This week marked the completion of Divine Doorway and Portal Painting Number 16, entitled, “UR ~ Not All Who Wander Are Lost.”
This painting is dedicated to healing journeys of all sorts and features the UR Rune as an archway into a magical tree-scape. UR invokes healing of the root causes of any dis-ease or situation. Closely tied to the Mother aspect of a Mother-Father Divinity, UR also stirs ancient memories of a much deeper connection to Earth. The repeated sequence of Runes within the portal reminds us that infinite degrees of healing exist, so long as we continue on the journey.
I bought this canvas with an idea of putting it above our stairwell, and I already had the idea of using UR as a healing archway inside a tree. Imagine my surprise when I got the blank canvas home and realized that our stairwell itself forms an UR Rune! You can see it here, hovering above Door Number 4 at the base of the steps:
I originally planned to dedicate this painting to anyone recovering from Lyme Disease, since I know so many people whose lives have been touched by this disease. Even more than most illnesses, Lyme Disease responds to vibrational shifts, so I thought a heavily coded Rune portal would help. As I continued painting, though, I began to include intentions for healing the root causes of all dis-ease in our world, with extra emphasis on: the so-oft misdiagnosed manifestations of Lyme disease; Shame caused by abuse and the destructive propaganda of Original Sin instead of Natural Goodness; the genetic modification of humans; and the cancerous effects of Shadow Government on human rights and the health of our planet.
When I began to intend healing from such entrenched illnesses, the painting took an interesting detour. I finished the three phases of the Moon and coding Runes for reception into the hills (as trees) and sky (as stars), emphasizing the waxing and waning of the healing process, which continues even when we can’t see exactly where it’s going:
The triskele (three-armed-spiral) echoes the three phases of the Moon and further draws upon female healing energy. At this point, another obscure trinity symbol started stalking me: something known as a trifos. I kept seeing it in my mind’s eye, and then came across it in two different books, including Brian Froud’s and Ari Berk’s “The Runes of Elfland.” It looks a bit like a triple spiral, but the spirals are three feet surrounding a face. This little guy would not take no for an answer, and the story from “The Runes of Elfland” could be read as a dire warning to those who would enslave humanity, either financially or through genetically modified diseases and toxic chemicals that prevent thriving. One could think of the trifos energy from this tale as a kind of “cosmic-karmic treatment” to destroy the destroyer, remove the parasite, dissolve the cancer. Since this trifos would not leave me alone, I meticulously painting him into the portal, just below the main tree.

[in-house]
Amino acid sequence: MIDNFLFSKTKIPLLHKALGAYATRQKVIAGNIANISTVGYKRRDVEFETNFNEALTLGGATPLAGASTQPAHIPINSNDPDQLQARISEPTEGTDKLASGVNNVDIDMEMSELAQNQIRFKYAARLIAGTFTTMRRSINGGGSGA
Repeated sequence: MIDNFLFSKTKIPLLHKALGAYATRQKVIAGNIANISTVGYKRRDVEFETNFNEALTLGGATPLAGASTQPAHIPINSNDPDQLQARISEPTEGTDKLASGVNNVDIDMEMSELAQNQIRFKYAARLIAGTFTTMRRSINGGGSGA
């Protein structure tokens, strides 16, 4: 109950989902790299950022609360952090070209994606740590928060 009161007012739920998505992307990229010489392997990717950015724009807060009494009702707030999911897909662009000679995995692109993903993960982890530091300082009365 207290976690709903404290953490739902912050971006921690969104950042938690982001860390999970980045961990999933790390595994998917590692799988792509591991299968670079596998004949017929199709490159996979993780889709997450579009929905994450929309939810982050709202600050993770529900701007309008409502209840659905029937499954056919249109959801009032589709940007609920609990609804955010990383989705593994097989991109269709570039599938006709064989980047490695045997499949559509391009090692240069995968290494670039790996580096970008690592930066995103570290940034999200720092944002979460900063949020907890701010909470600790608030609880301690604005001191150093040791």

As soon as I added him, the entire picture changed. Instead of feeling a Tahoe-like woods and crisp mountain, starry night energy, whenever I looked at the painting, my eyes went directly to the trifos. He completely monopolized the painting, and I tried everything to return him to his proper perspective. I even tried blacking out his face and filling it with Runes that spilled out to the rest of the green. I browned out some of his red legs and feet. No matter what I did, this trifos energy completely pervaded the painting. It reminded me of how people sometimes get so caught up in fighting illness that they forget to imagine health. Aggressive treatment distracts from the healing journey itself by obscuring the overall beauty and dominating the bigger picture.
In pondering the story (on pages 44-47 of The Runes of Elfland), I decided I really didn’t want to invoke that energy after all. I just wanted the results to occur from behind the scenes — like the Mystery of healing itself. I received a clear message of the importance of continuing to focus on beauty and the bigger picture; to let the “how of healing” take care of itself. As I painted over the trifos, whose behind the scenes energy continues to do its work, I felt an immediate sense of relief. I kept hearing Tolkien’s line “Not all who wander are lost” and decided to paint it beneath the tree:
Only after adding that quote and experiencing several other Tolkien synchronicities from the same poem did I realize how that line describes the healing process — whether individual, societal or global. There comes a time during the healing process in which we must decide whether to focus on cursing and attacking the old, diseased, and broken … or honoring the medicine by inviting it to bring back health, wholeness and beauty. The moment the cure or solution overwhelms the healing itself, then we have wandered off path. But this detour can become an important part of the journey, too. I speak to so many clients who catch glimmers of complete healing but then return their focus to destroying whatever they view as obstacles to wellness. That process of seeking out any and all treatments often exposes them to experiences and parts of themselves that they would never have (re)discovered in any other way. Although healing takes longer with such detours, this type of healing reaches deeper into the soul and infuses all of life. Indeed, “Not all who wander are lost.”
With heartfelt blessings to everyone on the healing journey: may we find ourselves and each other. And thrive.